So few great hard rock bands exist anymore that Middle Class Rut would sound refreshing if they weren’t so damn powerful. Rather than a cool breeze, the Sacramento duo—which recently expanded to a quintet on stage—is more like an entire trough of freezing water blasted at your face. It’s a wake-up call.
The group’s recently released “Pick Up Your Head” moves forward from 2010’s under-heralded “No Name No Color,” as the new record finds singer/guitarist Zack Lopez covering more varied lyrical and melodic material, while drummer Sean Stockham continues to drive the music with both force and precision. Here’s hoping the band continues to rise—as Lopez says, “We’ve spent so many years being the band that is trying to gain everyone else’s fans so you just [bleeping] climb the ladder. You win 20 percent of every audience, hopefully, and come back around.”
On the release day for “Pick Up Your Head” before the band’s first show of the tour, Lopez, 32, and Stockham, 31, talked at Subterranean about the challenge of performing with a keg on stage, the delay leading up to the sophomore record and why the band is like a “club” requiring advance knowledge before joining.
In concert: Aug. 22 at First Midwest Bank Amphitheatre
Watch above: Middle Class Rut performing “Aunt Betty” exclusively for RedEye at Subterranean
How do you feel like your live show is different now? If someone saw you at SubT in ’08, what will they get that’s different now?
Zack Lopez: Oh my god.
Sean Stockham: Any time we’ve been on the road for a couple weeks, two weeks, we start to feel really good. It doesn’t matter what year or how many people are in our band: The first few shows are always going to be kind of rusty. But you go from doing nothing and then you try to go sprint for five miles and obviously you feel tired. Obviously, we have more people in the band. That’s going to be the biggest difference. Might be a little bit less spastic than it was before.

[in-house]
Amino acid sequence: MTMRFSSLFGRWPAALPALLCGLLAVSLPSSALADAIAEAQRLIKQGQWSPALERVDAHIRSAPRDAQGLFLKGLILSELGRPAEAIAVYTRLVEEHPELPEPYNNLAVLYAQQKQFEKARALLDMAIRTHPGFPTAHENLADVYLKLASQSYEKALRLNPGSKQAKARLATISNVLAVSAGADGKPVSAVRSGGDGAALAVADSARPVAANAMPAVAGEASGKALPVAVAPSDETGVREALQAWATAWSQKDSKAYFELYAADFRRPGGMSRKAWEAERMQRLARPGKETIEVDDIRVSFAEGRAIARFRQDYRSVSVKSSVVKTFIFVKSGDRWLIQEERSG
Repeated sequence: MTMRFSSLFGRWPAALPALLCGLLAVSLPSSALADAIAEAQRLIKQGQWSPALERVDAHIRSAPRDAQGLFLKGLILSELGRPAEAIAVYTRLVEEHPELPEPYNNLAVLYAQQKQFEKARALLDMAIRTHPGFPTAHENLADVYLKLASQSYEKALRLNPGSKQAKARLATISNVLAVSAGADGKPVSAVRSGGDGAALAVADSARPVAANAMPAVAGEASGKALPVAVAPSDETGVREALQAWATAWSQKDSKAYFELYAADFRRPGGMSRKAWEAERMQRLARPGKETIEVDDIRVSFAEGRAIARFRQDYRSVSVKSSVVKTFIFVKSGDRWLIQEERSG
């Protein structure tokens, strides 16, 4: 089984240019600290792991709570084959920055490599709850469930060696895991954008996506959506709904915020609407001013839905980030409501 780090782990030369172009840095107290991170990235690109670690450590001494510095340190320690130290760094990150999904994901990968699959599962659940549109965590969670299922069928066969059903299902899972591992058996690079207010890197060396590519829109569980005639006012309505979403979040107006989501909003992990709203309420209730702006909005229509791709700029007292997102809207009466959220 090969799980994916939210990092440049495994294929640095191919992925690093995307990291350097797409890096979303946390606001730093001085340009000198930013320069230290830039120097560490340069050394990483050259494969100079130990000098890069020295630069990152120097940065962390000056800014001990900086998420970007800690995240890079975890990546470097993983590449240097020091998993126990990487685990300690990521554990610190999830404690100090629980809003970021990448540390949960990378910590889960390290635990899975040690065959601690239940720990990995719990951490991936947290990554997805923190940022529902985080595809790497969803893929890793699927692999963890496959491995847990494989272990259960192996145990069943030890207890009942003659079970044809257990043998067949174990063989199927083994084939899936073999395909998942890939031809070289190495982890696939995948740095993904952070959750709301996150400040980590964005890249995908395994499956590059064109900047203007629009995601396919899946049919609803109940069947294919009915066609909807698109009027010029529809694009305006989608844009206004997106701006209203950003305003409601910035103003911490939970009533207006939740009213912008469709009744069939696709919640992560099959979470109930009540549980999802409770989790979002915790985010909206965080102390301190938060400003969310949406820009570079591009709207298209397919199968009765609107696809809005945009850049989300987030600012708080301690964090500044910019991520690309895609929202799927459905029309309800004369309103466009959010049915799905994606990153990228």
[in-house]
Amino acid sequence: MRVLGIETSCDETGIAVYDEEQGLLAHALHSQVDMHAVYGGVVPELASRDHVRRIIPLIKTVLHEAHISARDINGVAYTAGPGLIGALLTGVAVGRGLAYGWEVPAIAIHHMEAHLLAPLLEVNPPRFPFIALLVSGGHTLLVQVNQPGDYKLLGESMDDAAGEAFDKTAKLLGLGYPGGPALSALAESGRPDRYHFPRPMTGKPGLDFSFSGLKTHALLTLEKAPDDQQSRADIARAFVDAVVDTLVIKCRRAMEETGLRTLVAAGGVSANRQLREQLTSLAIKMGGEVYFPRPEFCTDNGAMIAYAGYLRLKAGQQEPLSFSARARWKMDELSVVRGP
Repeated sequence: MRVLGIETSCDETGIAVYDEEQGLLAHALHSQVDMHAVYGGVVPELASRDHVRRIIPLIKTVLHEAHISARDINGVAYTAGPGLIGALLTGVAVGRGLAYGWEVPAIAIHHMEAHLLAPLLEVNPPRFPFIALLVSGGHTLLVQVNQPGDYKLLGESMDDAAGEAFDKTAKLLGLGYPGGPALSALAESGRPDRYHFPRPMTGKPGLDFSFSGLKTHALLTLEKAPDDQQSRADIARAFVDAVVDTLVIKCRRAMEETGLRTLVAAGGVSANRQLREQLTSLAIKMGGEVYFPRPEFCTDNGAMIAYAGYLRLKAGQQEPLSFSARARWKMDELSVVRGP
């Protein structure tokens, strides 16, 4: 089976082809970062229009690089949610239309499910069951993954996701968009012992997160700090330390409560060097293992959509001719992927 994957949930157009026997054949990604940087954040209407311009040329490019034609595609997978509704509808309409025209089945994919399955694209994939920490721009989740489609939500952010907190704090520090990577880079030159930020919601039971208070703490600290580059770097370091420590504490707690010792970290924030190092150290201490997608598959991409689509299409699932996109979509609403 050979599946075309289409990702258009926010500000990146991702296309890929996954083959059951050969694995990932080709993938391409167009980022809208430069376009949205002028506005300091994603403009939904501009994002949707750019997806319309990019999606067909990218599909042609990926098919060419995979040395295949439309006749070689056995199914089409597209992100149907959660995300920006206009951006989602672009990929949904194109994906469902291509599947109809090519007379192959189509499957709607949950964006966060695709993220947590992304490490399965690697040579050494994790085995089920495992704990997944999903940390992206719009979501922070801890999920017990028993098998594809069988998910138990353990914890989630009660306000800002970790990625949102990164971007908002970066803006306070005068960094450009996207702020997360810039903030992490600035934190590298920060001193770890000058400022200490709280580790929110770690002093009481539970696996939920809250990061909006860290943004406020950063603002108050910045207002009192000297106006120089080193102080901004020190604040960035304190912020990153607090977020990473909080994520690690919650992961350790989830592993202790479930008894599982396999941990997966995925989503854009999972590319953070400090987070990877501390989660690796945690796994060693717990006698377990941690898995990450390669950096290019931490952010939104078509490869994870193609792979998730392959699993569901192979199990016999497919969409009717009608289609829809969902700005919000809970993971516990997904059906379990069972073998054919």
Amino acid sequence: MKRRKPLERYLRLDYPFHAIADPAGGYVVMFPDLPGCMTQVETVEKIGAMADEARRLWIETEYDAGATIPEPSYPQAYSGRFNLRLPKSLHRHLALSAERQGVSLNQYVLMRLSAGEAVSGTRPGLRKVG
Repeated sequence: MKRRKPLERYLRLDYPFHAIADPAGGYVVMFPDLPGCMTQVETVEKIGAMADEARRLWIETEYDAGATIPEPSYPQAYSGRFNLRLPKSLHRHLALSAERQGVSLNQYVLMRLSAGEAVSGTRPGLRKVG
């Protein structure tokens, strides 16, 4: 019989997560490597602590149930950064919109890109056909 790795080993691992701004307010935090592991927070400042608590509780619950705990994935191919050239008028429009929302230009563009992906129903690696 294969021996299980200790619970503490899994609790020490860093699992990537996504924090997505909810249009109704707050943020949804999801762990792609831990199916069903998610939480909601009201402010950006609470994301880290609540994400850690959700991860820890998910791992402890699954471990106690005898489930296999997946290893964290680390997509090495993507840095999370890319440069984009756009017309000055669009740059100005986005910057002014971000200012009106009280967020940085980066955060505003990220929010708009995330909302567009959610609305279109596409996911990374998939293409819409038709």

Why was it spastic before?
SS: I don’t know. [We were just] younger …
ZL: [It was the] first tour that we’d ever been on as two dudes. It was a good time, but it was definitely a different time. I’d be amazed if there was someone who was at the show tonight that was at that one.
What makes you say that?
ZL: It was part of a five-band tour. We probably played at 6:30 or something to maybe 20 people. We remember this venue. Every time we come here, he goes, “Remember that one time we played …” and we never knew what it was called, and now we’re here.
Are you looking forward to not getting as many comments about, “Wow, I didn’t know you were only two guys!”?
SS: Actually, it’s nice to not get that.
ZL: But now it’s just as many comments on the other side. [Shrugs] Now there’s five. You just can’t [bleeping] win.
I know the keg is part of the tour because of the sound it makes, but do you bring it everywhere, or when you arrive at a venue do you say, “Hey, do you have a keg?”
SS: No, that would be smart, but we just went over to London and we weren’t able to bring one so we had to actually go and find one.